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Graphics Processing Unit Graphics Processing Unit
Programming and Applications Programming and Applications
Oscar Montiel,* Juan J. Tapia, Francisco Javier
Díaz-Delgadillo and Nataly Medina Rodríguez
ABSTRACT
In this chapter, we shall introduce the reader to the fi eld of graphic
processing unit programming (GPU) and applications. The main goal is
to show the advantages of using GPUs for problem-solving of scientifi c
applications that require intensive computation. Specifi cally, we have
focused this chapter in giving an introduction to the Compute Unifi ed
Device Architecture—CUDA—which is a parallel computing platform
and programming model of the NVIDIA Company. CUDA is one of
the most well-known and used GPU programming framework. As a
case study, we present the computational intensive task of generating
the Mandelbrot fractal programmed sequentially, and the application
of the CUDA for breaking down this computational problem with
the aim of showing the benefi ts of using GPUs.
4.1 Introduction
The use of Graphics Processing Units for general parallel computation is
an ongoing research fi eld. Parallel algorithms running on GPUs can often
achieve a speedup of hundreds of times over their respective sequential CPU
Instituto Politécnico Nacional, CITEDI, Tijuana, México.
Email: oross@ipn.mx
* Corresponding author
Graphics Processing Unit Programming and ApplicationsGraphics Processing Unit Programming and Applications 95
algorithms. The GPUs can be used in applications for physics simulations,
signal processing, fi nancial modeling, neural networks, image processing
and many other fi elds. The characteristic that allows the use of the GPUs
in such high performance scientifi c computations is their very large scale
of parallelization; some GPUs have hundreds and even thousands of
embedded cores.
The key success of the use of GPUs in general computing applications
lies on two main facts. The fi rst one is their relation cost/performance
when compared with other processor types, i.e., multicore architectures,
and the second one is the wide distribution of programming frameworks
for general computing—such as NVIDIA CUDA—from the main GPU
developers around the world. Hence, the GPUs constitute a relatively cheap
high performance computing tool that offers a theoretical peak number of
GFLOPS that is nearly six times greater than CPUs and a memory bandwidth
that is practically fi ve-times higher than CPUs (García-Risueño and Ibáñez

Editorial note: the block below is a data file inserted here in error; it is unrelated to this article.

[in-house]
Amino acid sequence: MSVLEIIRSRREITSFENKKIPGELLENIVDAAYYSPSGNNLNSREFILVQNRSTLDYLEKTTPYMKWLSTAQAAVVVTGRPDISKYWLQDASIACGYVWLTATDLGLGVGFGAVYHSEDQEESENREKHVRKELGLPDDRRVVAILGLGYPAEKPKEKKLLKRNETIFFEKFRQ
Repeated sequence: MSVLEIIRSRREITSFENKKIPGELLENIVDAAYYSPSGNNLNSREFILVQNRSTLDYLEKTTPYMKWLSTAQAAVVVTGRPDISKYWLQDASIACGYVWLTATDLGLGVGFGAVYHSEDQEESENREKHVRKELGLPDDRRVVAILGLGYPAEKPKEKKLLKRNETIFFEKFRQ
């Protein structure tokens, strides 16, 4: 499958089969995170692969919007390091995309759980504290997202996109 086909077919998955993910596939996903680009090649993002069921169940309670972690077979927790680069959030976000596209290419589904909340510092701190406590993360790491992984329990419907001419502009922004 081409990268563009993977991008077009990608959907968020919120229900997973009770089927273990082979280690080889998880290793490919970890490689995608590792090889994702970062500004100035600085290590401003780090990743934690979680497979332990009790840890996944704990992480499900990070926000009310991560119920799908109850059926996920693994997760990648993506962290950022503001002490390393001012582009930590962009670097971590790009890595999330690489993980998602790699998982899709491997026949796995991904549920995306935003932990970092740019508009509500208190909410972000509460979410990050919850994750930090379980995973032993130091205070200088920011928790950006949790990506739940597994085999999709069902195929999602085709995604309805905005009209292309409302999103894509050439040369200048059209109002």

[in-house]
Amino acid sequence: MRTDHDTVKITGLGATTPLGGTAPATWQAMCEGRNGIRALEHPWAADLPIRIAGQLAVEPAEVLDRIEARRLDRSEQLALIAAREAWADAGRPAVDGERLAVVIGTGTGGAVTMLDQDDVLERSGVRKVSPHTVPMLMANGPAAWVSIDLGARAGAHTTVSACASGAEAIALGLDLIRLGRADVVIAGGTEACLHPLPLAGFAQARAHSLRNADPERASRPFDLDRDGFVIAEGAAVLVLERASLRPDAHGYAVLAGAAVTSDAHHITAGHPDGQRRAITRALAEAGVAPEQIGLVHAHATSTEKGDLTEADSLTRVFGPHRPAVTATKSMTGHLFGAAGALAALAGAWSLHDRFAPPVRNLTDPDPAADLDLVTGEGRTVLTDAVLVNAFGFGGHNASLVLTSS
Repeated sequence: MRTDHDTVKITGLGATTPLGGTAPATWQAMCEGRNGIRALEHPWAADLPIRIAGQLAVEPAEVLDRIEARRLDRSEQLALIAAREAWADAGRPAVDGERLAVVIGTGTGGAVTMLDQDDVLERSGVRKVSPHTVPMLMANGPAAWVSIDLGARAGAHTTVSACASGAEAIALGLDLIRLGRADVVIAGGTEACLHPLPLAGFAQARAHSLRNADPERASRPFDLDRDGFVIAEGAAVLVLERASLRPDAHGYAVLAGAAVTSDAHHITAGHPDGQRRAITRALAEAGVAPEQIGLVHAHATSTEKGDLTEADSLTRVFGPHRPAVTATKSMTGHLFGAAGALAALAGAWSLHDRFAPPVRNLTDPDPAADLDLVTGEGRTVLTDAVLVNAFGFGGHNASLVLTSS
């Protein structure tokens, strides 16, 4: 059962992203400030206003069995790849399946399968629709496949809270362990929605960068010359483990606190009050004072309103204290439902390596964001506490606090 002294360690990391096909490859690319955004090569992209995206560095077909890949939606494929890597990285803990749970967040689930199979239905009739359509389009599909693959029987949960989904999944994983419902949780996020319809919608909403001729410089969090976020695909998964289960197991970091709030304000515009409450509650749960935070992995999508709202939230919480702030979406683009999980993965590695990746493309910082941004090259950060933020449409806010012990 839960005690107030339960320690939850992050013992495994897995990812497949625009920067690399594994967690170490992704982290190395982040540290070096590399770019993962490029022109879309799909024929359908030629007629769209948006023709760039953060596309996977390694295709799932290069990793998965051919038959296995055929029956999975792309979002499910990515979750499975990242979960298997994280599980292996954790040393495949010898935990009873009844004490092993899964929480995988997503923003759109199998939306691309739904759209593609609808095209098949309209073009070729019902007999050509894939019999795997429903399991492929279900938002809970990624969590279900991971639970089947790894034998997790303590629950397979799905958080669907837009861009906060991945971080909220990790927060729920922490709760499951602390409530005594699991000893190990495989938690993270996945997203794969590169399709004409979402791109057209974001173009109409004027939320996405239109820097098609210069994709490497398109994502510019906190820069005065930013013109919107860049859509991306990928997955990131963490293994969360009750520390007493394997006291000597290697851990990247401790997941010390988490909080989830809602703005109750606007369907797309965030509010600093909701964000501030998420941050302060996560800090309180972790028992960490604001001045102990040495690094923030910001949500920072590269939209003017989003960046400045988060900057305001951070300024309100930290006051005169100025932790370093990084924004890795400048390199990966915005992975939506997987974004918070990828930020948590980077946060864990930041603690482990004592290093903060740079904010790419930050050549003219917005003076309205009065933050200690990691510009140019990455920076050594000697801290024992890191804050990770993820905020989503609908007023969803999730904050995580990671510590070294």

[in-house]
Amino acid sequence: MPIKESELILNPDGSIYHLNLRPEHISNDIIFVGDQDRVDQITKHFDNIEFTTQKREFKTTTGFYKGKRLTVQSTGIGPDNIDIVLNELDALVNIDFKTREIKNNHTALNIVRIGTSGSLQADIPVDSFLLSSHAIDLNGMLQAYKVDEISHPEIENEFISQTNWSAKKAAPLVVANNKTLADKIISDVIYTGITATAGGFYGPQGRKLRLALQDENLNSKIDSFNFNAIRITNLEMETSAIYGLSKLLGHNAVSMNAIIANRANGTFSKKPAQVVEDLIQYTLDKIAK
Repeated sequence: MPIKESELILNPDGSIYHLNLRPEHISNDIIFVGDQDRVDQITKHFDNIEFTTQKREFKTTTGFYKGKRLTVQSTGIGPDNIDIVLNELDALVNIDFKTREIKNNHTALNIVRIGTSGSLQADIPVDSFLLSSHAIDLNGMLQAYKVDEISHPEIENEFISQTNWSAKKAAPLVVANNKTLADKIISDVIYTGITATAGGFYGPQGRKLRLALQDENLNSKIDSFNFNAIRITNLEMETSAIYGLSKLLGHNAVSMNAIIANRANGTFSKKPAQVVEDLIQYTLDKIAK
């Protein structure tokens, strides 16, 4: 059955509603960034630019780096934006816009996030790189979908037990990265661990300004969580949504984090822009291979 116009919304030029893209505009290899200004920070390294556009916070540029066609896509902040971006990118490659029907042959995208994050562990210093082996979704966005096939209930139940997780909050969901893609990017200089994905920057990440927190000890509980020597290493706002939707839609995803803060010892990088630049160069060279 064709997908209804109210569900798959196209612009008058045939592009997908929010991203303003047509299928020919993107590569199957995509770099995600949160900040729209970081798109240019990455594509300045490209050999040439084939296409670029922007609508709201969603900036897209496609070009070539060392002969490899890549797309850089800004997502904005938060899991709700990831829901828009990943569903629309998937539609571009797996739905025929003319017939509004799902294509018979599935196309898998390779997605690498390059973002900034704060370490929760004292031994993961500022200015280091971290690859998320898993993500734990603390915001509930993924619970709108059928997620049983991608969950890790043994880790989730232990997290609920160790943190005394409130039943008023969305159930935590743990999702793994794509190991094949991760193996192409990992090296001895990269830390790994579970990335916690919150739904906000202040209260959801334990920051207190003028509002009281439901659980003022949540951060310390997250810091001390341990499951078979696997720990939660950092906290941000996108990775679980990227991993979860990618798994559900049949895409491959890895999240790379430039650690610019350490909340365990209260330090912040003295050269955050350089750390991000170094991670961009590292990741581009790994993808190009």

2012) but at a fraction of the price of these others architectures. The reason
behind this gap in the computational capacity between a GPU and a CPU
comes from their design; a GPU devotes more transistors and resources to
data processing, rather than data caching and fl ow control, as in a CPU. All
these factors, in addition to the available programming frameworks, are
the reasons behind the wide use of GPU computing by a diverse scientifi c
community of many different research areas. In the textbook (Sanders and
Kandrot 2010) the authors give a detailed explanation of the concepts of
CUDA programming and the main characteristics of the GPUs with very
intuitive examples. In (Kirk and Hwu 2013) is presented the history of GPU
computing as well the main concepts of parallel programming in GPU, some
applications show the development process in the use of GPUs.
In the fi eld of mathematical optimization, many authors are dedicating
their efforts on bringing some of the most widely used algorithms to the
CUDA platform. In (Robilliard et al. 2009) was presented one of the earlier
works on Genetic Programming in GPUs. There the authors provided a
faster evaluation process and thus improved the general performance of the
algorithm. In (Weiss 2011) the methodology needed in order to parallelize
Ant Colony Optimization Algorithm is shown.
Pallipuram et al. (2012) compares the two most popular GPU
programming models (CUDA and OpenCL) and two GPU architectures
from different vendors (NVIDIAS’s Fermi and AMD/ATI’s Radeon 5870),
using a two-level character recognition network developed employing four
spiking neural network models.
Another fi eld of application is the real time simulation and graphical
representation of physical and chemical processes. Venetillo and Celes
(2007) isone of the earliest works that simulates particles in confined
environments, including support for inter-particle collisions, constraints,

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